But his recommendations apparently did not consider the particular circumstances of the Polish socioeconomic environment, which his report would have helped show. A mechanism for "automatic budgeting stability, restraint, and control", previously implanted in Colombia, Chile and Ecuador, was the same as the one that was to be implemented in Poland, a country that even with Pilsudski at the helm, was famous for its political instability.  : 46–51  : 158
In the end it all came down to the prestige brought by the advisor and the ceremony of the apparent implementation of his plan by the country that invited him, as Kemmerer himself admitted: "A country that appoints American financial advisers and follows their advice in reorganizing its finances, along what American investors consider to be the most successful modern lines, increases its chances of appealing to the American investor and of obtaining from him capital on favorable terms."  : 250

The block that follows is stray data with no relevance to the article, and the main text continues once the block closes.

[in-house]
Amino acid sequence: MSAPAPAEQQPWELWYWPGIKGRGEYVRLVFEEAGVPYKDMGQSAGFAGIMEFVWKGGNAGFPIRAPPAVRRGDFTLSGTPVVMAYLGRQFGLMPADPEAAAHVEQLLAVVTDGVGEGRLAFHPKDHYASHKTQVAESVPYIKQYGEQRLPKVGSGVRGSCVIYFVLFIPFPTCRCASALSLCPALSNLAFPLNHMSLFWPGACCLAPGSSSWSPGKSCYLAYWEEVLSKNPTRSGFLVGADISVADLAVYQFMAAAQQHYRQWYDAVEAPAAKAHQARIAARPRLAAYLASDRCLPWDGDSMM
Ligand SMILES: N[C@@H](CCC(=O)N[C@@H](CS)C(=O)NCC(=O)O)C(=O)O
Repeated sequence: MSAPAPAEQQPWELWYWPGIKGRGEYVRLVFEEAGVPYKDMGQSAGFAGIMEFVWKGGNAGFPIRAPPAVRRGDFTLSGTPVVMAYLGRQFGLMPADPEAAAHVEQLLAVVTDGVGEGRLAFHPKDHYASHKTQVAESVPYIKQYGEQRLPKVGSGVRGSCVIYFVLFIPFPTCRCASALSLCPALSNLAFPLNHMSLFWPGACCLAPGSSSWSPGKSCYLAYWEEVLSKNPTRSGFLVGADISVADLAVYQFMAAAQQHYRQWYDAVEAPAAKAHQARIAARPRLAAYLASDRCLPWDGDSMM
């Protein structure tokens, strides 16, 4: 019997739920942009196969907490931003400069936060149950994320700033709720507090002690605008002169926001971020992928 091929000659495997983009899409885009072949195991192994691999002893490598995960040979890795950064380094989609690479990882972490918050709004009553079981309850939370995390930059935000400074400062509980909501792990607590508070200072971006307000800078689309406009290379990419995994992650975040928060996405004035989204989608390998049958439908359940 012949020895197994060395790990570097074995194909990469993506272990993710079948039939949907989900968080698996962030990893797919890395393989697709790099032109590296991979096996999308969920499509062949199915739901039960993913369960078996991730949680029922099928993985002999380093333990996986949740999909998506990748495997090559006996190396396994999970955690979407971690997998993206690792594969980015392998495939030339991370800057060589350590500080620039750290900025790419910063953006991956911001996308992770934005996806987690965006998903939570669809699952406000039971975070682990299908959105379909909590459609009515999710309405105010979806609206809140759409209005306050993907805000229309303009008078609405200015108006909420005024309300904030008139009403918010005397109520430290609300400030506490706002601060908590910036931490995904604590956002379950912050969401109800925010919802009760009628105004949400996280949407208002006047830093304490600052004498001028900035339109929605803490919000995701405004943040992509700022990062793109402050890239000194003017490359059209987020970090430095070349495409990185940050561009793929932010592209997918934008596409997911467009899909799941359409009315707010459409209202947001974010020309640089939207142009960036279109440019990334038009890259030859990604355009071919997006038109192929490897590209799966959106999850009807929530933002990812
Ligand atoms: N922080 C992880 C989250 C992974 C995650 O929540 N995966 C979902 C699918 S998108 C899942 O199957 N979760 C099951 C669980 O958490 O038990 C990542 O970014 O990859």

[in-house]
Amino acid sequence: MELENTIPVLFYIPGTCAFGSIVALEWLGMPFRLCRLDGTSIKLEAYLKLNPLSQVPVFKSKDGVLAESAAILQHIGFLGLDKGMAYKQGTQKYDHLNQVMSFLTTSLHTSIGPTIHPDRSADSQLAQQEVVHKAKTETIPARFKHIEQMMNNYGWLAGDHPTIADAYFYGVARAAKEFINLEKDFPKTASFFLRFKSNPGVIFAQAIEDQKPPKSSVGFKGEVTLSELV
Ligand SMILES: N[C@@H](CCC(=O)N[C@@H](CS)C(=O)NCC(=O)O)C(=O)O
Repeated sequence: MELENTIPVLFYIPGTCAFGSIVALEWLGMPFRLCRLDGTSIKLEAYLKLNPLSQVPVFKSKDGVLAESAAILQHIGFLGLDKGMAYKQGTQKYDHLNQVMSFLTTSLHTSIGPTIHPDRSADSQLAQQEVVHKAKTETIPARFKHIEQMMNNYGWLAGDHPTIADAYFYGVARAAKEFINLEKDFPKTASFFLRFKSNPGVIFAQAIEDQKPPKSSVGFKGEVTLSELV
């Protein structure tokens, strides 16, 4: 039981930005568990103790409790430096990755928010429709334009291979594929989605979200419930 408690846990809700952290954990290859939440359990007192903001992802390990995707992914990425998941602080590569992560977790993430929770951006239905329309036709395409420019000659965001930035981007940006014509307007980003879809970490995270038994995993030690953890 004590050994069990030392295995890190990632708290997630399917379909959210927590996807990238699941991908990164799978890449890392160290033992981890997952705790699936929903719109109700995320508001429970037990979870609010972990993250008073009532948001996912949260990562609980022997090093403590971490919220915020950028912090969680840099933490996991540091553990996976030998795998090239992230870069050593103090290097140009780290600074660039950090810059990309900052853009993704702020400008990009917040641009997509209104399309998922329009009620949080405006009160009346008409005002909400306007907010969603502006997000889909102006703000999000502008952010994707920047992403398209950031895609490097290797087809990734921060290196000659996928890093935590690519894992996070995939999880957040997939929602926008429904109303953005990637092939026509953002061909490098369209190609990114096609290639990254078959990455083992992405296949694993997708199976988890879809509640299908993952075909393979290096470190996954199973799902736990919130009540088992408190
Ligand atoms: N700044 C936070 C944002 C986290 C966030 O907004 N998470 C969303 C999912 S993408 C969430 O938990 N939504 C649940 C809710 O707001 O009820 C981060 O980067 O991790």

Though Kemmerer suggested that the Poles take out only a $15 million loan for stabilization of the national currency, they negotiated a private one with the American banks B.A. Tompkins and Bankers Trust for $61 million, of which $15 million were for development – leaving 45 million dollars for the stabilization of the zloty, or nearly four times what Kemmerer had recommended.  : 205–206  : 101
Though the loan was meant to lead to further ones that would strengthen Poland's financial system and promote its economic development, in mid-1928 foreign lending from Wall Street dried up as the Fed raised interest rates and a domestic speculative boom got underway. Kemmerer, and the US's attempts to stabilize the Polish economy failed as the country sank further into political instability.  : 51–54  : 104–105